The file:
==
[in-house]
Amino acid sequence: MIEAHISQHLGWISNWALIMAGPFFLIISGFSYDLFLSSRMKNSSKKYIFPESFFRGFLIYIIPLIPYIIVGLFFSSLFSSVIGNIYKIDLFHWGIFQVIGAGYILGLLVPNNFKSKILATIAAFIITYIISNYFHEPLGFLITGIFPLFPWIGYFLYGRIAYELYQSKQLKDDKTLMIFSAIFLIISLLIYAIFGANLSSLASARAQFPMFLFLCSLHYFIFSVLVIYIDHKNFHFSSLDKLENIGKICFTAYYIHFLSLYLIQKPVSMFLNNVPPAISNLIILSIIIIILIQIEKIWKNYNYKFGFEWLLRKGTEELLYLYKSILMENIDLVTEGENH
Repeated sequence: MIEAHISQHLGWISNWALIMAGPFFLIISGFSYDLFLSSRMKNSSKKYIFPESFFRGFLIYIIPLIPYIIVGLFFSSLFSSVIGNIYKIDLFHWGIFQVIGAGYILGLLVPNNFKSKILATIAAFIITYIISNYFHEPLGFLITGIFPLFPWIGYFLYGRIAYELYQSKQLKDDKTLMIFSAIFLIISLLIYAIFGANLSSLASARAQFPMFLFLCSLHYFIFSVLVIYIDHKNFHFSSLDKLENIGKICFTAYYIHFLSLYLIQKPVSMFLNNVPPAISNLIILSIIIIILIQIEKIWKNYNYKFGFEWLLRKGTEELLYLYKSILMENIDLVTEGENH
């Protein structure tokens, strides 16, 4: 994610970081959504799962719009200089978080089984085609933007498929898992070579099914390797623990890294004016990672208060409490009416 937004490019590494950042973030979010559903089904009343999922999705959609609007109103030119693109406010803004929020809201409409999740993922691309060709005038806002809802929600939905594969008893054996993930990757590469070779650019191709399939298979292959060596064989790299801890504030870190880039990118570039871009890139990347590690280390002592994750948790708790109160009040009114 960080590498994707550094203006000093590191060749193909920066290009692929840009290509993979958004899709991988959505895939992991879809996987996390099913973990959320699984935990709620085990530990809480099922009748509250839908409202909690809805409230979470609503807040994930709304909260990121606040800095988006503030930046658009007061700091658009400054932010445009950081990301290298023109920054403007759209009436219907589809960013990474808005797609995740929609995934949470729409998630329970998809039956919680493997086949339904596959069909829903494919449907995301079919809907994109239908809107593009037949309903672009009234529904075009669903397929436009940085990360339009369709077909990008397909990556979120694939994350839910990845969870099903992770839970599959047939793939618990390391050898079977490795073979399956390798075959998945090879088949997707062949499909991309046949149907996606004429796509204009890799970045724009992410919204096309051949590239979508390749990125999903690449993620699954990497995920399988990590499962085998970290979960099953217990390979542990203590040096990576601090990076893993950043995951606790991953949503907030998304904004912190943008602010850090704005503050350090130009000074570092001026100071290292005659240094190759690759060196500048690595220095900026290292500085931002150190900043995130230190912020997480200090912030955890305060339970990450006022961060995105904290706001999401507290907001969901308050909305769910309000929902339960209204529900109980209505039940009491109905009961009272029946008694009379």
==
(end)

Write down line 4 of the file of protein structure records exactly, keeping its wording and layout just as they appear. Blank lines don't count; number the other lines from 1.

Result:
């Protein structure tokens, strides 16, 4: 994610970081959504799962719009200089978080089984085609933007498929898992070579099914390797623990890294004016990672208060409490009416 937004490019590494950042973030979010559903089904009343999922999705959609609007109103030119693109406010803004929020809201409409999740993922691309060709005038806002809802929600939905594969008893054996993930990757590469070779650019191709399939298979292959060596064989790299801890504030870190880039990118570039871009890139990347590690280390002592994750948790708790109160009040009114 960080590498994707550094203006000093590191060749193909920066290009692929840009290509993979958004899709991988959505895939992991879809996987996390099913973990959320699984935990709620085990530990809480099922009748509250839908409202909690809805409230979470609503807040994930709304909260990121606040800095988006503030930046658009007061700091658009400054932010445009950081990301290298023109920054403007759209009436219907589809960013990474808005797609995740929609995934949470729409998630329970998809039956919680493997086949339904596959069909829903494919449907995301079919809907994109239908809107593009037949309903672009009234529904075009669903397929436009940085990360339009369709077909990008397909990556979120694939994350839910990845969870099903992770839970599959047939793939618990390391050898079977490795073979399956390798075959998945090879088949997707062949499909991309046949149907996606004429796509204009890799970045724009992410919204096309051949590239979508390749990125999903690449993620699954990497995920399988990590499962085998970290979960099953217990390979542990203590040096990576601090990076893993950043995951606790991953949503907030998304904004912190943008602010850090704005503050350090130009000074570092001026100071290292005659240094190759690759060196500048690595220095900026290292500085931002150190900043995130230190912020997480200090912030955890305060339970990450006022961060995105904290706001999401507290907001969901308050909305769910309000929902339960209204529900109980209505039940009491109905009961009272029946008694009379």